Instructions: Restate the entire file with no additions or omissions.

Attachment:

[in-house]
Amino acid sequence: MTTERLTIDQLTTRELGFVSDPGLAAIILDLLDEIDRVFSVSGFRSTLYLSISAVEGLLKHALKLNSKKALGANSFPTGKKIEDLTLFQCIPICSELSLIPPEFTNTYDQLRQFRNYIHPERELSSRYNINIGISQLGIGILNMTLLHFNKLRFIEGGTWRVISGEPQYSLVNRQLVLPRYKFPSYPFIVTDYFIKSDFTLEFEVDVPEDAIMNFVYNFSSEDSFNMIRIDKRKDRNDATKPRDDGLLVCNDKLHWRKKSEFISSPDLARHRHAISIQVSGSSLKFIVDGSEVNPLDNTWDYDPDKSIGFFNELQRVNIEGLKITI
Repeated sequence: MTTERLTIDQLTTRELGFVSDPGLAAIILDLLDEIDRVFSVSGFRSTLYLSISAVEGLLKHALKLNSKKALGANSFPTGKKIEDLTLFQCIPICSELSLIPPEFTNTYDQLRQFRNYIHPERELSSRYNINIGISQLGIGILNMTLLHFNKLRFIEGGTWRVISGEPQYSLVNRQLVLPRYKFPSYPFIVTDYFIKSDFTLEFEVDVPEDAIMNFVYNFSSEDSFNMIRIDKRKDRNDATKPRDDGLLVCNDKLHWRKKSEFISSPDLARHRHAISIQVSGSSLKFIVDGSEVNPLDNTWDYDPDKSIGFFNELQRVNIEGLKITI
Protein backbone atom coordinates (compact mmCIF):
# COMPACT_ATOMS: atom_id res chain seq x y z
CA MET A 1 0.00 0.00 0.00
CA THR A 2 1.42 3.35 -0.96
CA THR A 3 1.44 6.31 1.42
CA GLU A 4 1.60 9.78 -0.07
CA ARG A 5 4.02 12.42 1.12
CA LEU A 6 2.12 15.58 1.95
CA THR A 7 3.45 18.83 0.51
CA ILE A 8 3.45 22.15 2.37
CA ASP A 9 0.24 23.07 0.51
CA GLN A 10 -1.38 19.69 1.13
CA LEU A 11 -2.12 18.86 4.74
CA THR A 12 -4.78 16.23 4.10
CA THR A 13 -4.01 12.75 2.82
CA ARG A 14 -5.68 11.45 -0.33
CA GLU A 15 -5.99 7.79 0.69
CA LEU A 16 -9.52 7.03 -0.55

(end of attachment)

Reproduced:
[in-house]
Amino acid sequence: MTTERLTIDQLTTRELGFVSDPGLAAIILDLLDEIDRVFSVSGFRSTLYLSISAVEGLLKHALKLNSKKALGANSFPTGKKIEDLTLFQCIPICSELSLIPPEFTNTYDQLRQFRNYIHPERELSSRYNINIGISQLGIGILNMTLLHFNKLRFIEGGTWRVISGEPQYSLVNRQLVLPRYKFPSYPFIVTDYFIKSDFTLEFEVDVPEDAIMNFVYNFSSEDSFNMIRIDKRKDRNDATKPRDDGLLVCNDKLHWRKKSEFISSPDLARHRHAISIQVSGSSLKFIVDGSEVNPLDNTWDYDPDKSIGFFNELQRVNIEGLKITI
Repeated sequence: MTTERLTIDQLTTRELGFVSDPGLAAIILDLLDEIDRVFSVSGFRSTLYLSISAVEGLLKHALKLNSKKALGANSFPTGKKIEDLTLFQCIPICSELSLIPPEFTNTYDQLRQFRNYIHPERELSSRYNINIGISQLGIGILNMTLLHFNKLRFIEGGTWRVISGEPQYSLVNRQLVLPRYKFPSYPFIVTDYFIKSDFTLEFEVDVPEDAIMNFVYNFSSEDSFNMIRIDKRKDRNDATKPRDDGLLVCNDKLHWRKKSEFISSPDLARHRHAISIQVSGSSLKFIVDGSEVNPLDNTWDYDPDKSIGFFNELQRVNIEGLKITI
Protein backbone atom coordinates (compact mmCIF):
# COMPACT_ATOMS: atom_id res chain seq x y z
CA MET A 1 0.00 0.00 0.00
CA THR A 2 1.42 3.35 -0.96
CA THR A 3 1.44 6.31 1.42
CA GLU A 4 1.60 9.78 -0.07
CA ARG A 5 4.02 12.42 1.12
CA LEU A 6 2.12 15.58 1.95
CA THR A 7 3.45 18.83 0.51
CA ILE A 8 3.45 22.15 2.37
CA ASP A 9 0.24 23.07 0.51
CA GLN A 10 -1.38 19.69 1.13
CA LEU A 11 -2.12 18.86 4.74
CA THR A 12 -4.78 16.23 4.10
CA THR A 13 -4.01 12.75 2.82
CA ARG A 14 -5.68 11.45 -0.33
CA GLU A 15 -5.99 7.79 0.69
CA LEU A 16 -9.52 7.03 -0.55